On Wednesday, June 24th, 2020 ELO hosted NT Wright in a webinar and Q&A discussing “Racism, Christians & Leadership”. This was the 5th ELO Webinar in a series over the past few months. The webinar attracted registrants from around the globe, posing questions for the world-renowned biblical scholar. ELO Webinars over the past months have featured global thought leaders such as NT Wright (previously on the COVID-19 pandemic), John Lennox and international entrepreneurs such as Rob Wildeboer and Jeff Williams.
The conversation between Dr. Rick Goossen and Prof. Wright addressed how Christian leaders can reimagine and practice as Tom Wright says, our glorious vocation; to be in our personal and corporate lives small working models of the ultimate new creation which God has promised.
N.T. (“Tom”) Wright is generally regarded as one of the world’s leading biblical scholars. Prof. Wright recently joined Wycliffe Hall as a Senior Research Fellow. He is a world authority on the apostle Paul and the author of over 80 academic and lay-level books. He additionally conducts a number of online courses through his website: www.ntwrightonline.org. N.T. Wright will be an Adjunct Instructor in the Entrepreneurial Leaders Programme, offered by the Entrepreneurial Leaders Institute in collaboration with Wycliffe Hall, University of Oxford from August 15th – 21st, 2021.
Included below are a few extracts from the Q&A, paraphrased and summarized for brevity. To access a recording of the webinar, and an extensive set of questions, CLICK HERE.
NOTE: For the exact context of NT Wright’s remarks and a word-for-word record of his comments, please refer to the webinar recording or podcast. The below summary is not to be quoted as the exact words of NT Wright. Thank you.
RG: Christians may think that if they do something on an individual basis or churches do something on a collective basis, that we are not leading but following. How can Christians and their churches lead authentically?
NT: The church should have been leading on this issue all along, the church should have been there in the middle of a muddled society as an example of how to get it right. To send a signal that we can form one family. As a result of the church not doing that, it has led to a very interesting story in terms of intellectual history. What happened with the enlightenment was that so many of the great European and American thinkers wanted the results of the Judeo-Christian heritage without the roots. They wanted to get wisdom, medicine, education, social services etc. all of which were all ancient Christian imperative building on ancient Jewish imperative, but they did not want the Christianity and Judaism part. They have gone ahead, and that is where multiculturalism comes from, in many ways, it is a Christian imperative shorn of its Christian roots. What we then should see is Christians receiving this as a wake-up call that we Christians should have been doing this all along. We should not say “if they have done this despite us, we are going to refuse”. It is a confusing situation but we need to get back to the original New Testament vision.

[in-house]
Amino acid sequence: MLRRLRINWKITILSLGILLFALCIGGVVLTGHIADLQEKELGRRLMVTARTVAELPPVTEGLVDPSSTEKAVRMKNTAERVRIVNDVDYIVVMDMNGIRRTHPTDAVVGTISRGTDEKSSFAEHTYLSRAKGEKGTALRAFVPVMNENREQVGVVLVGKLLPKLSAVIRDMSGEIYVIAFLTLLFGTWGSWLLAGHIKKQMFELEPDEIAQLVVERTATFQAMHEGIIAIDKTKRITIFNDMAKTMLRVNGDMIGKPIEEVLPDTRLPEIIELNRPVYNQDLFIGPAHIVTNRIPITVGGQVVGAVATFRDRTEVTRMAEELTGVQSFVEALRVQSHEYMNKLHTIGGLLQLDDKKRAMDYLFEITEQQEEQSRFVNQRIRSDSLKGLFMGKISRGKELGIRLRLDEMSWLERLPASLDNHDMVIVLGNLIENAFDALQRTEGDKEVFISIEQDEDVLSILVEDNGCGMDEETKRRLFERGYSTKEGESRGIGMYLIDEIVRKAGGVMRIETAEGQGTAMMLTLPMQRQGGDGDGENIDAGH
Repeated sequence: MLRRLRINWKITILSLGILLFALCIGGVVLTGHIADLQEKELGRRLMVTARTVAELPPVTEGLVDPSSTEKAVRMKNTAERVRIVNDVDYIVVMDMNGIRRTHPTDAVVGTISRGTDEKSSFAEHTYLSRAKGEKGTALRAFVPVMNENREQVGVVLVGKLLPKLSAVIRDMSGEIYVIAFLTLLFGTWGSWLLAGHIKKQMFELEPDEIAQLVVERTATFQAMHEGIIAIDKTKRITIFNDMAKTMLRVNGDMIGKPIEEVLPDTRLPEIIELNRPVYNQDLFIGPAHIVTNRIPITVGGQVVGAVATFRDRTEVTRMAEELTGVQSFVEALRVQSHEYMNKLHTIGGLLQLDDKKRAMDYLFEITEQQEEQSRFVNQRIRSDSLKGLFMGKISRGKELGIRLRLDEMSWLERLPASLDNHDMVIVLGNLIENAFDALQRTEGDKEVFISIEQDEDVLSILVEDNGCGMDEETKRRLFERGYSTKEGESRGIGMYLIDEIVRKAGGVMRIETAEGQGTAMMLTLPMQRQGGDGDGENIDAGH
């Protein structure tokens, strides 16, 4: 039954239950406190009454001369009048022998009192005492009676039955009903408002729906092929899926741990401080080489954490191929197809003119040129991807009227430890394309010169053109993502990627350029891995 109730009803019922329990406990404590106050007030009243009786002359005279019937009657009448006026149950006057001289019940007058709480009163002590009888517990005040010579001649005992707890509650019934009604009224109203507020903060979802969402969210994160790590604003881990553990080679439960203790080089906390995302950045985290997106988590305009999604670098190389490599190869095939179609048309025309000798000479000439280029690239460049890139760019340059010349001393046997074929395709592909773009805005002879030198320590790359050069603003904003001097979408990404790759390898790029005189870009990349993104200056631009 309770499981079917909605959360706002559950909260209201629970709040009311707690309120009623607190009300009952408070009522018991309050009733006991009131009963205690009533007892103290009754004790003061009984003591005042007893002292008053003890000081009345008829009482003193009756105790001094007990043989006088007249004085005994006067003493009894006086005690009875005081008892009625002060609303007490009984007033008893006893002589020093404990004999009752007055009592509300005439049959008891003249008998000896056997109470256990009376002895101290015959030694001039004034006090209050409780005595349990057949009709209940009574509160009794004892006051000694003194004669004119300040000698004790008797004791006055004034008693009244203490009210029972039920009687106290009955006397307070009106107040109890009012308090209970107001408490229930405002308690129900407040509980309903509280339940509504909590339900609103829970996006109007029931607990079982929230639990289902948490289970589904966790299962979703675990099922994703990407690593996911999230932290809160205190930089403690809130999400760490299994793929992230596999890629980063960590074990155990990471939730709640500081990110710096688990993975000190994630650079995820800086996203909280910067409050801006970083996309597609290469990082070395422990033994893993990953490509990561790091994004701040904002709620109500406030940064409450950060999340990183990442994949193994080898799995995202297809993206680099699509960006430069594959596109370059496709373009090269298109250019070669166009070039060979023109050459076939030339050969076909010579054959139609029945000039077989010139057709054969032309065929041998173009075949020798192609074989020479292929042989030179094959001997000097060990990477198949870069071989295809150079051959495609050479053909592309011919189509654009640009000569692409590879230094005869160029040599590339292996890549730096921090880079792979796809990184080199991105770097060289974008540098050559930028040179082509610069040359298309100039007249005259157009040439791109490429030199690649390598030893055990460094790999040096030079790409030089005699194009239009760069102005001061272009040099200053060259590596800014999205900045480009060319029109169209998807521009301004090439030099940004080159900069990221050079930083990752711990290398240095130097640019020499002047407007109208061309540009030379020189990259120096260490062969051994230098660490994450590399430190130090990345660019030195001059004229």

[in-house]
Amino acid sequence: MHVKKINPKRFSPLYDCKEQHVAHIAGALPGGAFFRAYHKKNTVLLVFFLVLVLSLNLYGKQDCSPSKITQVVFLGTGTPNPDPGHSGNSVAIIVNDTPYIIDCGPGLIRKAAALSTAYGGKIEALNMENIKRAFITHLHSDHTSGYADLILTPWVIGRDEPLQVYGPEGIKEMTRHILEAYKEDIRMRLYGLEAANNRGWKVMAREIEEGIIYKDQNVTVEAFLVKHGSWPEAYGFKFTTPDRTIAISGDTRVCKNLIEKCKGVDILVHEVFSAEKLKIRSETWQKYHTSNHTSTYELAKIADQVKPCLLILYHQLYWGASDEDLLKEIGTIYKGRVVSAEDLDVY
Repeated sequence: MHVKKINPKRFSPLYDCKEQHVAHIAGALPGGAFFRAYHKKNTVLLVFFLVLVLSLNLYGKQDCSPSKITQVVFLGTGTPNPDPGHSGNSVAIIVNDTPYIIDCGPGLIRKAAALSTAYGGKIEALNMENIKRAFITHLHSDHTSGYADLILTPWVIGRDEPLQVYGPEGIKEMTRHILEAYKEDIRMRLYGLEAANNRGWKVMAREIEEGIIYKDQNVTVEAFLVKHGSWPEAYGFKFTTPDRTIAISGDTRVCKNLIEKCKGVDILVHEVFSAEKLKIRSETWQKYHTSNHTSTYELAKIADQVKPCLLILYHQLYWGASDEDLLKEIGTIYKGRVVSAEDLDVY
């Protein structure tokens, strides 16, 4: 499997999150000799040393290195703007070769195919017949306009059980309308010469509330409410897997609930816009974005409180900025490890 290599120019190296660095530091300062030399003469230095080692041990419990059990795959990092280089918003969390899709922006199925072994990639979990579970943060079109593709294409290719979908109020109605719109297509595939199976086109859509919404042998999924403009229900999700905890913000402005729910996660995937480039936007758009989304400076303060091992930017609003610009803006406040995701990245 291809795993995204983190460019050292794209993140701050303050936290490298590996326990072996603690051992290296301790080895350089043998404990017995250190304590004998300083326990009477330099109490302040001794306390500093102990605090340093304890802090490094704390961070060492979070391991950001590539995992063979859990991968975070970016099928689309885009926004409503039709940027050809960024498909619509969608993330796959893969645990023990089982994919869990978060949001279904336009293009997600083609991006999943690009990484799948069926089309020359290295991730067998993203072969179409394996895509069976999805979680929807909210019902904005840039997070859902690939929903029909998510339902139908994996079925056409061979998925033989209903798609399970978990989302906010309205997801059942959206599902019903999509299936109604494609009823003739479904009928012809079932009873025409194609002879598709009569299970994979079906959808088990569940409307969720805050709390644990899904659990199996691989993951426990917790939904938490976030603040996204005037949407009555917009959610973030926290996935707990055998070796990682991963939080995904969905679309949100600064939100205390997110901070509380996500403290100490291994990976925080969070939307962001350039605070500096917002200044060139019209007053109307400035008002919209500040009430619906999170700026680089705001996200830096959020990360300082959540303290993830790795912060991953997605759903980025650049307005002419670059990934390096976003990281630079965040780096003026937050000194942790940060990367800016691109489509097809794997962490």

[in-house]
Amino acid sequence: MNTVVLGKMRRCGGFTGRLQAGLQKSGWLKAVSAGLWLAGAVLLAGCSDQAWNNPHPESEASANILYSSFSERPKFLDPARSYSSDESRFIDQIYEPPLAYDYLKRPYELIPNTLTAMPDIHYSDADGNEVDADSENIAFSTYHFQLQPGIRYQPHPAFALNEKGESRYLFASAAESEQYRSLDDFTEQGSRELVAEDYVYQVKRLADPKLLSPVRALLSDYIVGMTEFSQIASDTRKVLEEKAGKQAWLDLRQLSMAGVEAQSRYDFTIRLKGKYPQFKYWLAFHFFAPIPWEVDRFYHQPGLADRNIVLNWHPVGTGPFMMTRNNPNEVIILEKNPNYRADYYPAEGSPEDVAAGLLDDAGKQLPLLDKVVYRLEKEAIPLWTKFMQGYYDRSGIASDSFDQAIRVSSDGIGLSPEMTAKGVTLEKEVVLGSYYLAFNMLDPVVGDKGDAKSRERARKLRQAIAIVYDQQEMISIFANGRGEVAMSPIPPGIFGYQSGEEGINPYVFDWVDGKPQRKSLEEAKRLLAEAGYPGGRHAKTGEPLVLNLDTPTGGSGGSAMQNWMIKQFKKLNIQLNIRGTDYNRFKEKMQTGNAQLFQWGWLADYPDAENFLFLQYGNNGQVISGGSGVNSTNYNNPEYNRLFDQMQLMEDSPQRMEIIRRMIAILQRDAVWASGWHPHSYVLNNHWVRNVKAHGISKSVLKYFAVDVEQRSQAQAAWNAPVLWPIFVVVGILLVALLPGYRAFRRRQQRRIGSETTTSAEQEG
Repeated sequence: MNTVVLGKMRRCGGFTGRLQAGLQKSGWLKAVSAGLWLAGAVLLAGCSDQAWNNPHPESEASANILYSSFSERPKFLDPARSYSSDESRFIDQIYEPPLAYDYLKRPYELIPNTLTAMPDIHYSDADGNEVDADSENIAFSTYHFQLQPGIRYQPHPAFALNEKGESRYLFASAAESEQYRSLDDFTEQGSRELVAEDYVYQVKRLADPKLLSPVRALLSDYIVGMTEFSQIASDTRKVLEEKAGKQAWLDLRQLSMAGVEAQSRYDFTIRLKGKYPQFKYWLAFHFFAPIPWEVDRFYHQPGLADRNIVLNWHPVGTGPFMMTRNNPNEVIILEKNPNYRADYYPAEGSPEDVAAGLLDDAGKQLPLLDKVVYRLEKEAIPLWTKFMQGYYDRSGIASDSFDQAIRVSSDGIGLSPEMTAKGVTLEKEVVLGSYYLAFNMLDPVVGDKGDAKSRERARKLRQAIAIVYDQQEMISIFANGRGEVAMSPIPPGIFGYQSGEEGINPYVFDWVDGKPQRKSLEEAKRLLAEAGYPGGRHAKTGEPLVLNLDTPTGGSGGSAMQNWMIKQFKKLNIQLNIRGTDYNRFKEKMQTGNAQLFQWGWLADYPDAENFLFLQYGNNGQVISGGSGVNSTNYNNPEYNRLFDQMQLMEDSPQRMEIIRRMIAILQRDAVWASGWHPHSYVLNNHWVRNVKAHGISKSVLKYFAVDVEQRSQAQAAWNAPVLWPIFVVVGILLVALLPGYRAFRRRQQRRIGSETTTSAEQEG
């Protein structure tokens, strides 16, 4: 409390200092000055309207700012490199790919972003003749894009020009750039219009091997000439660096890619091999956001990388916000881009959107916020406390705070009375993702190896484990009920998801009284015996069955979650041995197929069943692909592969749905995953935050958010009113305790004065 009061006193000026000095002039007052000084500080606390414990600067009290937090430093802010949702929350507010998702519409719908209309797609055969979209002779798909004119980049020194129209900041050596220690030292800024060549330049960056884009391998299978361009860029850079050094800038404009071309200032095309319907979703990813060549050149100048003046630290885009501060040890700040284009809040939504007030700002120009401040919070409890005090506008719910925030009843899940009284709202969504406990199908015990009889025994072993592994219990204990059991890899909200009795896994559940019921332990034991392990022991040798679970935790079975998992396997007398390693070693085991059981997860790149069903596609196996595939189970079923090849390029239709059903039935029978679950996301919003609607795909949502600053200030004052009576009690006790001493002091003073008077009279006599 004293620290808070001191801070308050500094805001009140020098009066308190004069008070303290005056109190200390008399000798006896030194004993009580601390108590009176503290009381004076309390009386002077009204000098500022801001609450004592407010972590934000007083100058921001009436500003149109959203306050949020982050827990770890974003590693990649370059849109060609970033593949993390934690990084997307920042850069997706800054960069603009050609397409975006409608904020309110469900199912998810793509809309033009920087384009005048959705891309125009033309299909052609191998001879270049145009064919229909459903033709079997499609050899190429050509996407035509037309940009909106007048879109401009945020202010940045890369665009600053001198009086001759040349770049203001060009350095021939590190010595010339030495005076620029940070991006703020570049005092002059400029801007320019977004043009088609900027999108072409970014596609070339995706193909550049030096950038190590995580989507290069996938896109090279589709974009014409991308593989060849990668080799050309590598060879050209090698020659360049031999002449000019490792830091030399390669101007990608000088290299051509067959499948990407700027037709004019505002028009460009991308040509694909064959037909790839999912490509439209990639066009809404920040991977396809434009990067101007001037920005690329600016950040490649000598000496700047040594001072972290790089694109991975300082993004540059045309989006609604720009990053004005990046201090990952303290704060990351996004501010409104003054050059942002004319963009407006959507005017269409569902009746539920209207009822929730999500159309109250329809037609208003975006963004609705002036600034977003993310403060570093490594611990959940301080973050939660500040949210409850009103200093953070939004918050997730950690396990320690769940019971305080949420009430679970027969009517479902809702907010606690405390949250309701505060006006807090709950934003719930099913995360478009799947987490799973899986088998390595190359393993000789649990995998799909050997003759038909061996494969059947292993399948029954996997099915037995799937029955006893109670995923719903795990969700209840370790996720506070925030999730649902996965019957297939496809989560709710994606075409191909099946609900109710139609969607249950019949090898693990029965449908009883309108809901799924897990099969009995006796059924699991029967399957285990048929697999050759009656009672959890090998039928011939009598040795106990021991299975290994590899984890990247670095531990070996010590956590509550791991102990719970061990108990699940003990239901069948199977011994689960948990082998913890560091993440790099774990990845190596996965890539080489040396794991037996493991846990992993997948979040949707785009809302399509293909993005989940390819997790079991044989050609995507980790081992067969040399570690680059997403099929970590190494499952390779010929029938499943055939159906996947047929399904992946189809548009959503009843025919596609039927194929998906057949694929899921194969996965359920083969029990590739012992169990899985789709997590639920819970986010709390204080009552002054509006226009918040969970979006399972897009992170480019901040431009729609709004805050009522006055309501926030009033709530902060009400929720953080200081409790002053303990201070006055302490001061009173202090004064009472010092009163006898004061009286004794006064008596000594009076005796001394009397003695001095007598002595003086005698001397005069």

RG: The old testament talks about generational scars and sins (Exodus 34:7, Numbers 14:18). For Christians in North America, how can we reconcile a history of our family members and Christian brothers and sisters who owned slaves or helped grow racism for four hundred years. In other words, how should all of us, live in these societies where a lot of the grievances are against the history of systemic racism, and if you are living today as a Christian, what is the imperative to take ownership?
NT: This is very difficult. If you try and trackback to the murky roots of the present situation then we all have bits of our roots that we are ashamed of. This is where we need the wisdom of Miroslav Volf, articulated in his remarkable book 25 years ago, Exclusion & Embrace. On the one hand, you have the proper Christian imperative to have an amnesty, jubilee, forgiveness, reconciliation, and healing. On the other hand, you can’t do that by papering over the cracks, saying “oh well it’s alright, we’ve realized it was wrong and we’ve said sorry. Now let’s forget it all”. That is the classic sort of thing that old white guys would say into the present cultural situation and people receiving that would say “there they go again, they think they can get off the hook like that”. The trouble is if you go the other way you end up with a culture of recrimination that always looks back and does not aim at reconciliation. Hence for Volf, exclusion and embrace need to go together. The exclusion is the way of saying “that was wrong and we must sort it out and make proper apologies in the proper way” but in a way that aims at embrace.
The unfortunate outcome is well expressed in a controversy we’ve been having in this country about pulling down statues of people who were involved with slavery or other things in the distant or not so distant past. A friend of mine said, “the danger is that the people pulling down the statues today will be putting up guillotines tomorrow.” The revolutionary movements have had a bad track record of self-righteousness. It is a wonderful feeling to pull down a statue of a slave trader and throw it into the harbour. Then it can burn inside you, “we are now right about everything and therefore anyone who is now offending us for whatever reason we have now claimed the moral high ground and we will look down on them.” And that way danger lies, and it has always lied. Part of our difficulty at the moment is that we are such a post-modern society that we have forgotten how to argue coherently and rationally. Argument collapses into simply “I don’t like you and you don’t like me and we’re just going to yell at each other”. Exclusion and embrace have to go hand in hand. You can only have the embrace when you’ve done the exclusion, but you cannot do the exclusion wisely unless it is aiming at the embrace.